Kimchi’s anti-cancer properties are a focus of growing interest. Professor Park of Pusan University injected a Kimchi extract into mice with cancer cell transplants. After one month, the control set had an average tumor weight of 4.3 grams, whereas the group that were fed with Kimchi extract had an average tumor weight of 2.0 grams. How can this be explained?
Professor Chang Ja-jun of Seoul National University’s College of Medicine discovered that each of Kimchi’s ingredients, such as cabbage, chili pepper, and garlic, were effective in preventing various types of cancer.
Capsaicin, for example, which is responsible for the chili pepper’s spicy taste, is known to suppress lung cancer. Allicin, contained in garlic, is known to suppress liver cancer, stomach cancer, bladder cancer, and thyroid cancer. Indole-3-carbinol, contained in cabbage, is also known to suppress stomach cancer.
Studies in other countries have produced similar results. In 1999, Harvard Medical School reported that eating cabbage and broccoli can reduce the risk of bladder cancer. The U.S. National Cancer Institute chose garlic as the number one anti-cancer ingredient out of a selection of 40 different foods.
SARS (Severe Acute Respiratory Syndrome). the first epidemic of the 21st century, spread to 29 countries in just a few months. 95% of SARS cases were concentrated in Asia, particularly in China and the surrounding countries. Surprisingly, not a single case of SARS was reported in Korea, despite its proximity. From this point on, researchers started to pay more attention to kimchi and its effect on the immune system.
Two years after the initial outbreak of Bird Flu, the BBC reported that scientists had identified the possibility that Kimchi might help in the fight against avian influenza. A research team lead by Professor Kang Sawook of Seoul National University fed the lactobacillus culture fluid extracted from Kimchi to chickens that were infected with the virus.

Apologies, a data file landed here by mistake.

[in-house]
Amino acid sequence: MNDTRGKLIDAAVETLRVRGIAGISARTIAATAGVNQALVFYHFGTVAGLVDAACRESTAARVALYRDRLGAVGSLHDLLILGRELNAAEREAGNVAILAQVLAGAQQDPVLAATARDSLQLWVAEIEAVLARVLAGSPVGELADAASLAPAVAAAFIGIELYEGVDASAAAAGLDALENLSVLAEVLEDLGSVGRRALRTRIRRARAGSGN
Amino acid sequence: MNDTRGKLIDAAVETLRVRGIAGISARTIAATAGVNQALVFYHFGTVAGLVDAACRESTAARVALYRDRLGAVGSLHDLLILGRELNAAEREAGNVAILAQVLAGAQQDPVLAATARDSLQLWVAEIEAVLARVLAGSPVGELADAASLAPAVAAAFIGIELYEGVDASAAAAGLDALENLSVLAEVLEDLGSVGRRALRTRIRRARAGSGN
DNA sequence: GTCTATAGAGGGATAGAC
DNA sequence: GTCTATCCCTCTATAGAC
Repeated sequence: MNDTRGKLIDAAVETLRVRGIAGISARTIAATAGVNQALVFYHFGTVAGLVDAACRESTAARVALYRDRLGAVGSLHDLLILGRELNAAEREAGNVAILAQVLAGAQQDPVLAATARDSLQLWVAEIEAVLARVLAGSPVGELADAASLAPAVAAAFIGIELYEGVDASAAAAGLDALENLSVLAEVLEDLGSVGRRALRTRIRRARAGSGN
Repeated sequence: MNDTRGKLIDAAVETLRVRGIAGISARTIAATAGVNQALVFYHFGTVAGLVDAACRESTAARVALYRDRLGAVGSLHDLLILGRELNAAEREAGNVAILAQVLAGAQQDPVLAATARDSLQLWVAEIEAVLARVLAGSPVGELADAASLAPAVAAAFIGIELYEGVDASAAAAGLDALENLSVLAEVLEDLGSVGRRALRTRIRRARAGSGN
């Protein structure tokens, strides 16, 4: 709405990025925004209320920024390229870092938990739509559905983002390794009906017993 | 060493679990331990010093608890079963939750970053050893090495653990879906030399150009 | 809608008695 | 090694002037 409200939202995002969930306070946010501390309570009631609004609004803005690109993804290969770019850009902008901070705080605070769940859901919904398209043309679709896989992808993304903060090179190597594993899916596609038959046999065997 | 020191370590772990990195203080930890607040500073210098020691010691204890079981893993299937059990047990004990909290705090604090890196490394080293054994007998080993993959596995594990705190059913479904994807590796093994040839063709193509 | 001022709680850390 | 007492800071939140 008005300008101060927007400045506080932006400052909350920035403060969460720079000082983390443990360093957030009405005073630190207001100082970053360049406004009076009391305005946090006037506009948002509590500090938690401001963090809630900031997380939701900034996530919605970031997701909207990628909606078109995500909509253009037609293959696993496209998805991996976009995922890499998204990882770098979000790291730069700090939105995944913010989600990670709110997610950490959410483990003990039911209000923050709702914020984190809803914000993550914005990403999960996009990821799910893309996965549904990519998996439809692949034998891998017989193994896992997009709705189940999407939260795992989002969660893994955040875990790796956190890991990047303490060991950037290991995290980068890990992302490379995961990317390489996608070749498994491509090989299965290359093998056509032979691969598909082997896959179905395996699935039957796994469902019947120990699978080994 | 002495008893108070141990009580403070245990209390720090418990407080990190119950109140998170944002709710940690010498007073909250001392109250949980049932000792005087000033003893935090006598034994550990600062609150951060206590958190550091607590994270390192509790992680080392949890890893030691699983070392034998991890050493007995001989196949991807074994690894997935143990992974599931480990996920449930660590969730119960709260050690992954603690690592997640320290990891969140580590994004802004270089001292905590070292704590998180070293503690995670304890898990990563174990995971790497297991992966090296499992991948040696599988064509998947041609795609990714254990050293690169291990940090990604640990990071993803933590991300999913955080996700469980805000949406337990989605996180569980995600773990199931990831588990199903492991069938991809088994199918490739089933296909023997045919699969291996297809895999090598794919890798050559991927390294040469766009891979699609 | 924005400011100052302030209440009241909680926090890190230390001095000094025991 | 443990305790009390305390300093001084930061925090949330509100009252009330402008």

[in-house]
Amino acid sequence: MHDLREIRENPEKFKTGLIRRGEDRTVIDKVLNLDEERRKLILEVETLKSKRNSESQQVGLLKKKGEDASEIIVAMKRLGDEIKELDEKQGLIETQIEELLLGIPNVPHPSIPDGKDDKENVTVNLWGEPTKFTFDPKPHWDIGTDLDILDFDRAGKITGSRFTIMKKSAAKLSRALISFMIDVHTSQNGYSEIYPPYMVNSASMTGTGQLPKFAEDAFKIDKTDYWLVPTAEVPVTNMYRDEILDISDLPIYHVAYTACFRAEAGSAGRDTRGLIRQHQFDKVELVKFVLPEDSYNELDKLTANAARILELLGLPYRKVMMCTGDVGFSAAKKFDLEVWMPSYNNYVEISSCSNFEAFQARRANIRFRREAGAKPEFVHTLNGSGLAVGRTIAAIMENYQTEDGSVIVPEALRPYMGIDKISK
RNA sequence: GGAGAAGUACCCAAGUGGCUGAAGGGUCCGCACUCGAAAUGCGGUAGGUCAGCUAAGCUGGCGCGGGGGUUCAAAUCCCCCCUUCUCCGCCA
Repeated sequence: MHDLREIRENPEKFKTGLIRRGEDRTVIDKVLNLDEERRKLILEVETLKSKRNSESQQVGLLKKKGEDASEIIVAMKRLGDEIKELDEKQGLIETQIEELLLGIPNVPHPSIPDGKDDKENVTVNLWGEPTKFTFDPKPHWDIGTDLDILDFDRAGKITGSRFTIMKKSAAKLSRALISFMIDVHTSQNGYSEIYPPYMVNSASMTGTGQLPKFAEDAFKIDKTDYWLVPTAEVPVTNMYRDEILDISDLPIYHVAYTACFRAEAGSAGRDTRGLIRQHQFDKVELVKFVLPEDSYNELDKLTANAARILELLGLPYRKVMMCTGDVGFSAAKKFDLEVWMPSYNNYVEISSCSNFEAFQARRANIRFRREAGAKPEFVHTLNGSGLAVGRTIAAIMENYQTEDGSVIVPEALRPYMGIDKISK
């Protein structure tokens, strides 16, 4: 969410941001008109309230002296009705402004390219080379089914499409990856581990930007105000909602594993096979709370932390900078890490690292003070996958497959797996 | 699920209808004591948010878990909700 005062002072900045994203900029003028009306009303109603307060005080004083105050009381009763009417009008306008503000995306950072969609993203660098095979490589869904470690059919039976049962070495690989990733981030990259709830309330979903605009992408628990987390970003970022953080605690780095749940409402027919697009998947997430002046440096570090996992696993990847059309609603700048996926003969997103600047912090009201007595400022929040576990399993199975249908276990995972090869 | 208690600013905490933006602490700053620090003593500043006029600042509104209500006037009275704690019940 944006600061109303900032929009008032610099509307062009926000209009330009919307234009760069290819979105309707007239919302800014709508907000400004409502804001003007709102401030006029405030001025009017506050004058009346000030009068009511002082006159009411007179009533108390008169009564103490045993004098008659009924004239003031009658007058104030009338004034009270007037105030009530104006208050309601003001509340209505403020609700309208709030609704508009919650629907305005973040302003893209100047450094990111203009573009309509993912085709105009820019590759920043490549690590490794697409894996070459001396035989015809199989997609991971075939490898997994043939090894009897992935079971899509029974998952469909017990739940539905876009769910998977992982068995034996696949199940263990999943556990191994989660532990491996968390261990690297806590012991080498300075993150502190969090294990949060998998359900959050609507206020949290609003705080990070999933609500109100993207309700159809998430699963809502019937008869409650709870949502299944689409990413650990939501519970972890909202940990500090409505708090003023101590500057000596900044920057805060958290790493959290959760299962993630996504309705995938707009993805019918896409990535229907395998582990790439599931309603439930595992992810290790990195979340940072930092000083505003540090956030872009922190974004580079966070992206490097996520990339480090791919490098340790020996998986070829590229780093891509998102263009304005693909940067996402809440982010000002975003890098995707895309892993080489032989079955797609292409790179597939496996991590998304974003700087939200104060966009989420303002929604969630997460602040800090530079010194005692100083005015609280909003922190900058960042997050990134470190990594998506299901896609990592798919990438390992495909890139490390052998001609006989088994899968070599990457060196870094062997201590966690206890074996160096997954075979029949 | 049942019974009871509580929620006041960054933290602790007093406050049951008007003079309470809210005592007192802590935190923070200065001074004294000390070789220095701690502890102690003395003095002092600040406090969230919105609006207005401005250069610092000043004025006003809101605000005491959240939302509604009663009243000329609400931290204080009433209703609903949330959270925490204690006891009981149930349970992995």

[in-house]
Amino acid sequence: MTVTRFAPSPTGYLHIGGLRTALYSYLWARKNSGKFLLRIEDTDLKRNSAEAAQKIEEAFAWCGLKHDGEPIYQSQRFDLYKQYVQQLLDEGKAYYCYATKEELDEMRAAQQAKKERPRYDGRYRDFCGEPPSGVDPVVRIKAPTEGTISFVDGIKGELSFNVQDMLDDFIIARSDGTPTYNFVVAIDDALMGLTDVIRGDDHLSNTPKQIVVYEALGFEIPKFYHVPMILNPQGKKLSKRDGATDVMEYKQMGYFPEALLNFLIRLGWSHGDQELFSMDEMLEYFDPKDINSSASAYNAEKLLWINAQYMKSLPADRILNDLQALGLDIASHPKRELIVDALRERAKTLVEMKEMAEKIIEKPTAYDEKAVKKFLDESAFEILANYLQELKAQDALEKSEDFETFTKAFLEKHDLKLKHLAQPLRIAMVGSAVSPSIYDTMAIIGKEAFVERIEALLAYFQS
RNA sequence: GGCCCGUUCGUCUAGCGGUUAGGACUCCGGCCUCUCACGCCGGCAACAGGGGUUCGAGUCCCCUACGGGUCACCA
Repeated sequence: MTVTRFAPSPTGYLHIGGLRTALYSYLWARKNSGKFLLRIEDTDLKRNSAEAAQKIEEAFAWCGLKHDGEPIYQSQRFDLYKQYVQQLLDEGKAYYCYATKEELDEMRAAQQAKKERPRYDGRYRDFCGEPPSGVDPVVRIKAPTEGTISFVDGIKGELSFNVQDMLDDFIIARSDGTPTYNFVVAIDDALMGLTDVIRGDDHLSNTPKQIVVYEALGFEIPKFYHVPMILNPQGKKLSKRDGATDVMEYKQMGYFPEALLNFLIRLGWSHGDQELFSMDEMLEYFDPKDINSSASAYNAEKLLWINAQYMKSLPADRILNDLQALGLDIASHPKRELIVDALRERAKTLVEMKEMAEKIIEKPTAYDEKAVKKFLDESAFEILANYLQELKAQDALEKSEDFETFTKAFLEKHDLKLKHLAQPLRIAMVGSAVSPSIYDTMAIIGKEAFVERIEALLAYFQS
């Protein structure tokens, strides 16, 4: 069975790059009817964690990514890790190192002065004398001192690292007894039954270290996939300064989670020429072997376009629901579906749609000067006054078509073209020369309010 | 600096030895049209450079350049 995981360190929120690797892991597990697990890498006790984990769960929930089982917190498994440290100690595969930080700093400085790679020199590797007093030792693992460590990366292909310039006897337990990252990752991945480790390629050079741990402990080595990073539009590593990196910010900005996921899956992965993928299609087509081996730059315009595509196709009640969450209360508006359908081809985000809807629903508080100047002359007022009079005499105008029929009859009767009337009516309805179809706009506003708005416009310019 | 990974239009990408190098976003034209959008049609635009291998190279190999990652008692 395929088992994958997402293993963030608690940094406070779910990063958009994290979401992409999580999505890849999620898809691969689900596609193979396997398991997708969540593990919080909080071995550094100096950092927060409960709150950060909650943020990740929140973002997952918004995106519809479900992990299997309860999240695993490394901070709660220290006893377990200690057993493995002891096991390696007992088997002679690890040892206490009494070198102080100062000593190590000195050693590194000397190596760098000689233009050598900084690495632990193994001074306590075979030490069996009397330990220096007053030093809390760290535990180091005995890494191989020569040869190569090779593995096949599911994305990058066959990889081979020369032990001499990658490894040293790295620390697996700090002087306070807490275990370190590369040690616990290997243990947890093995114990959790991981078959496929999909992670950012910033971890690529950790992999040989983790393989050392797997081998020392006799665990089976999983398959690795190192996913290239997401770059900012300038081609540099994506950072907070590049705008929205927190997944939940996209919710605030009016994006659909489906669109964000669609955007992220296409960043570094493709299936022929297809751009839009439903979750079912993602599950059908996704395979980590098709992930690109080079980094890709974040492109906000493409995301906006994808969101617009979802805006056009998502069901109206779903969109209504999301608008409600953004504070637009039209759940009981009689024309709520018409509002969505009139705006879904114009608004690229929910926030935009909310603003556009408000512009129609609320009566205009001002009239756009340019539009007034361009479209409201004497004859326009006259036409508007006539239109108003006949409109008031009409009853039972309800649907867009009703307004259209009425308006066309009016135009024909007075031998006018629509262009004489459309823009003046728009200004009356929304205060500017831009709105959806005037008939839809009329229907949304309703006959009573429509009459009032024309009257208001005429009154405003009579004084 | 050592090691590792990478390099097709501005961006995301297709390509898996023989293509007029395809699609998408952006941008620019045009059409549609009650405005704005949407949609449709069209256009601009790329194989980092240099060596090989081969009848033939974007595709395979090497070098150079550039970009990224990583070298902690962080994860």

According to their research, the chickens that were fed only with regular food had a survival rate of 54%, whereas those that were fed with the extract of Kimchi had a survival rate of 85%. In the case of the chickens fed normally, the virus reduced their egg-laying capacity to 50%, but when fed with the Kimchi extract, this increased again to 85%.
In November 2006, Dr. Lee Jong-kyung of the Korea Food Research Institute found that other viruses such as salmonella, O-157, and vibrio bacteria were introduced into a sample of well-fermented Kimchi (pH 4.4), 99% of the bacteria were destroyed within 4 hours, and the vibrio bacteria within 10 minutes.
Korea has the lowest obesity rate in the OECD (3.5%). According to Professor Park Kunyoung of Pusan University, this effect is largely due to the capsaicin in the chili pepper. However, when other ingredients are added, such as garlic, ginger, and radish, and fermentation takes place, the effects are increased again.
In an experiment with groups of mice put on a high-fat diet for four weeks, the group fed with chili pepper and the group fed with Kimchi lost a significant amount of weight compared to the group fed on the high-fat diet alone. Notably, the mice fed with the Kimchi and high-fat diet maintained a similar weight to the group on regular feed.
Kimchi can be purchased at various places in London – although New Malden is the Mecca for most things Korean, there are also Hanna Supermarket, Centre Point Food Store, and Seoul Plaza. If introducing kimchi to acquaintances who are not used to Korean food, it can be added to scrambled egg, tomato, and mushrooms, or used it as a filling for baked potato. Although it does not have the glamour and instant appeal of Sushi, I think kimchi will gain a wider acceptance in the UK in time. Particularly if global pandemics are to become a standard element of 21st century life!